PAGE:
In a recent Brookings paper on social mobility, Melissa Kearney and Phillip Levine illuminate an intangible, yet severe, consequence of income inequality: economic despair. In cities or states with wide disparity between the low- and middle-income brackets, high school students, particularly boys, appear more likely to drop out of school. The researchers attribute dropping out, in part, to students’ acute sense of hopelessness. As the authors summarize: “The conventional thinking among economists is that income inequality provides incentives for individuals to invest more in order to achieve the higher income position in society, but … if low-income youth view middle-class life as out of reach, they might decide to invest less in their own economic future.”
Kearney and Levine’s findings suggest that traditional incentives and motivational messages to keep kids in school are proving insufficient to reach youth in high-inequality areas. If students can’t see promising next steps after high school, their ability to invest meaningfully in their potential may bottom out.
One clear public policy solution to this phenomenon would involve bringing more jobs to areas with higher rates of income inequality—not only to increase opportunities in those neighborhoods, but to send the message to young people in those neighborhoods that investing in education will pay off. Another obvious solution would be to decrease the perceived distance between outcomes for the rich and poor through more mixed income neighborhoods and schools.
But many high schools can’t wait for major economic or demographic shifts to arrive in high-poverty neighborhoods. In the meantime, what might schools dealing with the effects of high rates of income inequality do to combat troubling rates of “economic despair” among their students?
For starters, schools can focus on students’ stock of social capital. Identity is largely a social construct. If we want students living in high-inequality areas to expand their sense of what is possible, we should introduce them to people and experiences that offer alternative realities of what might come next. In other words, schools need to step beyond focusing on what students know, to expanding whom they know. As I’ve written about before, young people are more likely to graduate high school if they have access to a web of supportive relationships, which may include parents, adults inside and outside of school, and peers. In other words, if we want to invest in new perspectives, we should invest in expanding students’ reservoir of social capital. These investments can, in turn, strengthen students’ perceived returns on investing in human capital.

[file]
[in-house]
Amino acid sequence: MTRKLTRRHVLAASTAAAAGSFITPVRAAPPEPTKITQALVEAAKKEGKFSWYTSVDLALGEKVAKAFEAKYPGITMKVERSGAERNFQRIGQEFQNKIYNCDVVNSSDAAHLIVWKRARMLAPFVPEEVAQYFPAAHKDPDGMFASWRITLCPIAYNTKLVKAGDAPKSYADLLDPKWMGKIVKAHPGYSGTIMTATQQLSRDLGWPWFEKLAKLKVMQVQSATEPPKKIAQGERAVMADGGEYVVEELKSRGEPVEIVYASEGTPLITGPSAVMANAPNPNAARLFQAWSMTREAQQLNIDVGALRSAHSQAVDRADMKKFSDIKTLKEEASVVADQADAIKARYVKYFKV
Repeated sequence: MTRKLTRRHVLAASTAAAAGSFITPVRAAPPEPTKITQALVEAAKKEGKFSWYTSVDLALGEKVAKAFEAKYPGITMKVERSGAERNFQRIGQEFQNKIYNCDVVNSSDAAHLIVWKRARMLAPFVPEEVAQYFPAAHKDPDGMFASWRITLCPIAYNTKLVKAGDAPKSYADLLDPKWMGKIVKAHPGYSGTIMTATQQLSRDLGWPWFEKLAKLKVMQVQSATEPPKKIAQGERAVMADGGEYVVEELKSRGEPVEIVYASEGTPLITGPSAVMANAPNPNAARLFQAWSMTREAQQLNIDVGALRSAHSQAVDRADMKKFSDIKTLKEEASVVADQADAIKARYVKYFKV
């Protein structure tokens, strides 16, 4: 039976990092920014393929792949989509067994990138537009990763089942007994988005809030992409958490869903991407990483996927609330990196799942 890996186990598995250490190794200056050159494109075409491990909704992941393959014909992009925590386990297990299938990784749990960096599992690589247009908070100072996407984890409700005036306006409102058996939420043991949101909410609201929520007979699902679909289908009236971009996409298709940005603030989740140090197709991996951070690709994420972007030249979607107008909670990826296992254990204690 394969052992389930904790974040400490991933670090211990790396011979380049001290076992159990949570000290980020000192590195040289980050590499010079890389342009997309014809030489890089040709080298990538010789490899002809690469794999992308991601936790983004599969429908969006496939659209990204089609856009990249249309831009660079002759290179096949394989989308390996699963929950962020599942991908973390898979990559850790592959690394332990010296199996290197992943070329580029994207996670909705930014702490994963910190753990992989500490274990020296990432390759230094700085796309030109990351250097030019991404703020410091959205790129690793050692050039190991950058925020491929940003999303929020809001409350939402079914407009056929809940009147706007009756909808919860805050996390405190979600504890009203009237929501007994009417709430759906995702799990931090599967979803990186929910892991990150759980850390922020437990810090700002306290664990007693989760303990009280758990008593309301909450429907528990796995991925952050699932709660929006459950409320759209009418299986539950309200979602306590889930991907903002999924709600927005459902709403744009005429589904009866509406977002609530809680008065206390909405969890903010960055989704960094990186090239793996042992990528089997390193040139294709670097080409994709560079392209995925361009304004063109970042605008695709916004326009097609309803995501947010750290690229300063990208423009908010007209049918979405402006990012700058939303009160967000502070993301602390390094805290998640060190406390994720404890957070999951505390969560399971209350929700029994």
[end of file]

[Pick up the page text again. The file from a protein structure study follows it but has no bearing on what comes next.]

This in not a new idea of course—mentoring and community-based programs have, for over a century, attempted to bridge relationships between supportive adults and typically underserved students. The challenge, however, has been the costs of scaling these efforts while maintaining quality, particularly as schools dedicate the lion’s share of their resources to delivering academic content.
But these age-old constraints on investing meaningfully in students’ social capital are giving way to new models that use the power of technology to increase scale and reach. For students in high-poverty schools and communities, new technologies, like online-mentoring platforms, present critical opportunities for them to form relationships with adults and grow their social and professional networks, no matter their zip code. For example, CareerVillage, an online platform where students engage with professionals and educators for career and college advice, aims to provide students with personalized, real-time guidance that can help them make informed decisions about their future. In this Q&A setting, curated responses effectively help reduce the lack of information or misinformation students may absorb that cause them to feel stuck. And Educurious, a project-based curriculum organization, links industry experts and students via an online interface. With a mission to engage students in “learning that connects the classroom and the real world,” the organization offers project-based courses in which experts work with students through video chat to solve simulated, real-world problems together. Educurious has also taken these experiences face to face, through a partnership with the mayor of Seattle’s youth employment initiative, which matches young people with local employers seeking skilled workers. The initiative creates a marketplace for employers to hire young people and scaffolds in additional training and supports for youth to build skills and prepare for interacting in professional environments.
Efforts like these not only expand students’ access to new advice or experiences—but to relationships themselves. Expanding students’ networks is not a cure-all to boosting social mobility—students likewise need the skills and dispositions to propel them into the knowledge economy. But as one social capital scholar, Ronald Burt, aptly put it, the two are directly related and mutually reinforcing when it comes to social mobility: “Social capital predicts that returns to intelligence, education, and seniority depend in some part on a person’s location in the social structure of a market or hierarchy. While human capital refers to individual ability, social capital refers to opportunity.” If we want to tackle chronic barriers to social mobility, particularly in areas with the highest levels of income inequality, investing in students’ social capital—or connecting—and human capital—or learning—must go hand in hand.